Robot’s Useless Reviews – Stems

I completely omitted stems from my cursory review of cycling vocabulary last week. Stem makes no sense as a name for the component we’re all referring to as the bike’s stem in our everyday lives. The stem of what? Can you have a stem with no roots? And what blooms from this stem? The handlebar? Please.

Of course, pipes have stems. People refer to other people’s legs as their stems. That’s slang. You can stem a tide apparently, though I don’t know how. STEM is an acronym for Science, Technology, Engineering and Mathematics. You would study that if you didn’t want to work in the bike industry, unless you did and do, in which case it probably helps. It’s also an acronym for Slurpees Taste Extra Magnificent (but only the cola flavor). That’s an opinion, but it’s the correct one, so…

OK, I take back what I said about ‘gooseneck’ not making sense.

On occasion, in my bike selling days, I’d have a customer call me up and ask me a question about the component in question, but they didn’t know the term ‘stem,’ and, searching desperately for a word to describe this part of the bike, they’d blurt, “You know! The gooseneck!” Then they’d apologize, feeling sure that wasn’t the proper name, but I’d say, “Sure, the gooseneck. You can get goosenecks of various lengths and angles to help your bike fit you better.” Gooseneck is also a hard to justify name for this component, BUT at least it’s funny.

As a thing, the stem has an amusing history. Once upon a time, a long stem was what you wanted. Ah, so masterful, the user of the long stem. Then you wanted a slammed one. So PRO. Also, so bad for your back. Then, especially if you were riding a mountain bike, you wanted almost no stem at all, like the least possible stem. For all of these things there were very good reasons, except the first one, the middle one, and also the last one. These are all pretty dumb ideas.

In some small way, there seems to be a component battle raging there at the crossroads of bars and frame. All the while we’re trying to shrink that component down to near non-existence, we’re also trying to route our brake line and shifter wiring through it. This small piece of real estate is now home to bearings, races, hydro-lines and electrical conduit. It’s like a clown car of functionality, and until everything is wireless and/or telekinetic, I don’t see the situation improving.

Here’s a thing I can tell you about stems that is 100% accurate. You don’t want yours to come into rapid contact with any part of your body, but most especially not your groin area or your face. I have done considerable research in this field and my data, mostly in the form of excruciating pain and hard to explain bruises, bears out the hypothesis. In fact, knowing what I know about stem/groin/face interactions, I’m surprised today’s mountain bikers readily don knee pads but have decided not to bring the codpiece back into fashion. I’m disappointed actually.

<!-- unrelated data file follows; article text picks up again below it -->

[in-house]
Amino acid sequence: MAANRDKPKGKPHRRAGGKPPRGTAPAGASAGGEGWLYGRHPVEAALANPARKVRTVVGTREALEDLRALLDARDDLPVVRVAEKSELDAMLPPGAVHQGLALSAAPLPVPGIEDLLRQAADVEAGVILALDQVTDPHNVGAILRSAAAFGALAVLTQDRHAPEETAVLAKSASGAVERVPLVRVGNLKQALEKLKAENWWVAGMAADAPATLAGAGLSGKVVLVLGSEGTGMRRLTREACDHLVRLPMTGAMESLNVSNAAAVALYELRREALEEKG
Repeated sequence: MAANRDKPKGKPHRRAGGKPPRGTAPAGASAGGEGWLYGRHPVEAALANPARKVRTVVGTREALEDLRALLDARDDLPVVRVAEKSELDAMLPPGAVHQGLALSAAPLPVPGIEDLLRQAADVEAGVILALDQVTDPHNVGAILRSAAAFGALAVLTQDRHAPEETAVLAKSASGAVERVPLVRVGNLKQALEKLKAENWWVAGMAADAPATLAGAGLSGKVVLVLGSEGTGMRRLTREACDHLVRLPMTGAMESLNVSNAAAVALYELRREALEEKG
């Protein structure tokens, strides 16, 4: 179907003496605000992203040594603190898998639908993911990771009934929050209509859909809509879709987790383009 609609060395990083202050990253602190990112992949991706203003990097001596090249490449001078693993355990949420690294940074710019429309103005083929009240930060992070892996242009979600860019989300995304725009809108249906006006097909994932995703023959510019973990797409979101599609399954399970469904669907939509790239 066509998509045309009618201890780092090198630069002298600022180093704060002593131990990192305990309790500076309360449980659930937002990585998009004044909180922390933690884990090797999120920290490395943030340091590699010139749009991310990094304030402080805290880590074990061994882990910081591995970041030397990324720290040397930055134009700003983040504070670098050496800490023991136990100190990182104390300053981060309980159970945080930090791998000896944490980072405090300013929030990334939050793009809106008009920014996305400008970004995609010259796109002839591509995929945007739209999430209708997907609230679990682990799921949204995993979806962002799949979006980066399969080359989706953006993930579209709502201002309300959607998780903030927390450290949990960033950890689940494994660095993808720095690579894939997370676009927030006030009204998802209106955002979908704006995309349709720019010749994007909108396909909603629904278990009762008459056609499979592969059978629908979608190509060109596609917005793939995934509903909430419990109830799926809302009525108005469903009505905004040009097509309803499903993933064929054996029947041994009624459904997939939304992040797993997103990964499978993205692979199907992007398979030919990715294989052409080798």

Sometimes, you see a stem that is integrated into the handlebar, and at that point, I would guess it is no longer a stem, but maybe just a handlebar clamp, which is probably what we should have called it in the first place, eventually becoming the h-clamp, because fewer syllabs. As with every other part of the bike, we’ve likely thought about the stem too much, a problem I’ve not solved by writing this baker’s half dozen paragraphs about it, unless you’re willing to let my word, this one, be the final word on the subject. No. I didn’t think so. But I tried.

Our friends and site sponsors at Shimano North America also make all manner of stems and other components. I use them. I like them, and I think you might too.

Join the conversation
  1. khal spencer says

    Somewhere in the garage, I still have a Cinelli 120mm XA. Lovely stem. Absolutely no use for it whatsoever unless I find a period piece bike to put it on.

    1. Emlyn Lewis says

      Khal, might be good as a back scratcher or a hammer for very small nails. OR…you get it set in a hunk of amber, like people used to do with bees or other interesting insects. Then it’s a coffee table curio.

    2. khal spencer says

      Hi Emlyn and good morning. I always loved the look of those old Cinelli stems with the brushed aluminum. But this is one case where the modern design with all those allen head bolts is Campagnolo-sent, insofar as swapping out stems or working on the bike.

  2. Hautacam says

    Re the lack of codpieces or other armor intended to moderate the unfortunate consequences of stem-body collisions — may i present for your consideration a longstanding product evocatively named the Nard Guard. It‘s like a shinguard you strap to your stem. I thought it would be a historical footnote but apparently it is still in production. Enjoy!

    1. Emlyn Lewis says

      @Hautacam – Ho. Lee. Fudge. Wow. Thanks for calling our attention to that product.

    2. spokejunky says

      The olde BMX days had the full pad kit from FliteBMX which composed the bar pad and stem pad. They’ve even got one for Stevil.

  3. johnrom719 says

    Obviously grip rods sprout from goosenecks!

  4. TominAlbany says

    My dog’s in the corner muttering, “You can just have those things removed. You know. Like you did to me. Why do you call it ‘fixed’ when I’m actually non-functional now? Huh? Huh?”

    He’s a little bitter.

    So, was this article about asparagus?

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